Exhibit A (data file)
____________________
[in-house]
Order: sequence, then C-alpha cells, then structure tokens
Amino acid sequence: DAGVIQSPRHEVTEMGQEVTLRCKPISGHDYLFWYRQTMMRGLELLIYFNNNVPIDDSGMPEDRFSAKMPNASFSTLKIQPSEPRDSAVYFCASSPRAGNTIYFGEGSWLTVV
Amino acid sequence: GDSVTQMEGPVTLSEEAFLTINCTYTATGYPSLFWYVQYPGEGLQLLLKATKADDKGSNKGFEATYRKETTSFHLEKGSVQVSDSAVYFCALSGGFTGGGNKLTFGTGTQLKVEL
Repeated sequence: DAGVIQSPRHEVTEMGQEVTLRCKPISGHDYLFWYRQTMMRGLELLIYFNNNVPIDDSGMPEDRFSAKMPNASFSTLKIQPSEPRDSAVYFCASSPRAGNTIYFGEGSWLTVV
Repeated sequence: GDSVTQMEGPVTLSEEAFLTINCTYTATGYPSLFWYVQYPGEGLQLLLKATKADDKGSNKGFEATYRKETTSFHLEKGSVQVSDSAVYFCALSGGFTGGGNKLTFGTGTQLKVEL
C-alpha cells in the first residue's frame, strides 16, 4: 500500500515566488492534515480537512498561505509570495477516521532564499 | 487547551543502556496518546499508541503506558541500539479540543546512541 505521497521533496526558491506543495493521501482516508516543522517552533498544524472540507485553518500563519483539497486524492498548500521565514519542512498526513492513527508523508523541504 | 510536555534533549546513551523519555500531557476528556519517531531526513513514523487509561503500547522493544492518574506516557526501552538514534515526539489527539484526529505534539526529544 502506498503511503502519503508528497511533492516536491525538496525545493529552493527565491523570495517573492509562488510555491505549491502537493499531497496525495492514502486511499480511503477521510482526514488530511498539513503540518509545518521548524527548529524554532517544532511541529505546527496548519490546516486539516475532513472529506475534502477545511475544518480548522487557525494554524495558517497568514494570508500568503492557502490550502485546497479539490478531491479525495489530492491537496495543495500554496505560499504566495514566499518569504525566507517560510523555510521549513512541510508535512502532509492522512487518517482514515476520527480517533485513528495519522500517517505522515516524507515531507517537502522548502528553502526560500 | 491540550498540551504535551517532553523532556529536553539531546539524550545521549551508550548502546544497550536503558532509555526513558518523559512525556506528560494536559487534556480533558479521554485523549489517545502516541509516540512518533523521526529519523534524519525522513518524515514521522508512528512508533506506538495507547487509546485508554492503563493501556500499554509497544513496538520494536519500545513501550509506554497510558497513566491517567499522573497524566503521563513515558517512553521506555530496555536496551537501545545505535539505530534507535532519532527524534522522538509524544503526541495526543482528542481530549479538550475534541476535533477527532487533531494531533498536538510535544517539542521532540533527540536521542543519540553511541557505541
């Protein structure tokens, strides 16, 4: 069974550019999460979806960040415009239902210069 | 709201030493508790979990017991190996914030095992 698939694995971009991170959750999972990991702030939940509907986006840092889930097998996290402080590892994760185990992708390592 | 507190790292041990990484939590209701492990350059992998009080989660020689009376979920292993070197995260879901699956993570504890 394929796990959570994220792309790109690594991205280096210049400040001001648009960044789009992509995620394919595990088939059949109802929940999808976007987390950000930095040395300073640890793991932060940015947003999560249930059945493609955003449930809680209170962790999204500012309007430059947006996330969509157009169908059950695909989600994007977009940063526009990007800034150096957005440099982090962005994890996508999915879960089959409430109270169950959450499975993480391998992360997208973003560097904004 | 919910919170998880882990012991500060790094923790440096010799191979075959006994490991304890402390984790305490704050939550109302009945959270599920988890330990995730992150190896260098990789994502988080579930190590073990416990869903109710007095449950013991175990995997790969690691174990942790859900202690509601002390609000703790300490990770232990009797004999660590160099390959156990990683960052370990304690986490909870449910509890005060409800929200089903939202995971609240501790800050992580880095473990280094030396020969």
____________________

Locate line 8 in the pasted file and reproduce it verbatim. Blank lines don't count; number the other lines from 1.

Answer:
């Protein structure tokens, strides 16, 4: 069974550019999460979806960040415009239902210069 | 709201030493508790979990017991190996914030095992 698939694995971009991170959750999972990991702030939940509907986006840092889930097998996290402080590892994760185990992708390592 | 507190790292041990990484939590209701492990350059992998009080989660020689009376979920292993070197995260879901699956993570504890 394929796990959570994220792309790109690594991205280096210049400040001001648009960044789009992509995620394919595990088939059949109802929940999808976007987390950000930095040395300073640890793991932060940015947003999560249930059945493609955003449930809680209170962790999204500012309007430059947006996330969509157009169908059950695909989600994007977009940063526009990007800034150096957005440099982090962005994890996508999915879960089959409430109270169950959450499975993480391998992360997208973003560097904004 | 919910919170998880882990012991500060790094923790440096010799191979075959006994490991304890402390984790305490704050939550109302009945959270599920988890330990995730992150190896260098990789994502988080579930190590073990416990869903109710007095449950013991175990995997790969690691174990942790859900202690509601002390609000703790300490990770232990009797004999660590160099390959156990990683960052370990304690986490909870449910509890005060409800929200089903939202995971609240501790800050992580880095473990280094030396020969």